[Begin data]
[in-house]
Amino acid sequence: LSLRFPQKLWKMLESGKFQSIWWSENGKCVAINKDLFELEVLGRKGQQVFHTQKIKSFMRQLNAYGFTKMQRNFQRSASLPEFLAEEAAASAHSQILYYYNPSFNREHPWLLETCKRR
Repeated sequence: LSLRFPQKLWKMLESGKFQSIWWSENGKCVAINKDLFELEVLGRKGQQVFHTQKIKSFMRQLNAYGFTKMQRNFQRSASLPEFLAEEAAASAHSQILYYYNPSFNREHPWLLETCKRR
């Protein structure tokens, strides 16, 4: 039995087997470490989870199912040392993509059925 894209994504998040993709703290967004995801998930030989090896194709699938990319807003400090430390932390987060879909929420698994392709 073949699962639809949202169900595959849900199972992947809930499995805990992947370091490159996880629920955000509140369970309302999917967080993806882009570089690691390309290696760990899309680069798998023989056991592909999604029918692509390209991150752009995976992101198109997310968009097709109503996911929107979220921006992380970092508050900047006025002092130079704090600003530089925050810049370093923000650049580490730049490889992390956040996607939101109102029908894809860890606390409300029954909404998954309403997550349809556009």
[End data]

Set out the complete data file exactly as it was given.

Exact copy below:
[in-house]
Amino acid sequence: LSLRFPQKLWKMLESGKFQSIWWSENGKCVAINKDLFELEVLGRKGQQVFHTQKIKSFMRQLNAYGFTKMQRNFQRSASLPEFLAEEAAASAHSQILYYYNPSFNREHPWLLETCKRR
Repeated sequence: LSLRFPQKLWKMLESGKFQSIWWSENGKCVAINKDLFELEVLGRKGQQVFHTQKIKSFMRQLNAYGFTKMQRNFQRSASLPEFLAEEAAASAHSQILYYYNPSFNREHPWLLETCKRR
């Protein structure tokens, strides 16, 4: 039995087997470490989870199912040392993509059925 894209994504998040993709703290967004995801998930030989090896194709699938990319807003400090430390932390987060879909929420698994392709 073949699962639809949202169900595959849900199972992947809930499995805990992947370091490159996880629920955000509140369970309302999917967080993806882009570089690691390309290696760990899309680069798998023989056991592909999604029918692509390209991150752009995976992101198109997310968009097709109503996911929107979220921006992380970092508050900047006025002092130079704090600003530089925050810049370093923000650049580490730049490889992390956040996607939101109102029908894809860890606390409300029954909404998954309403997550349809556009």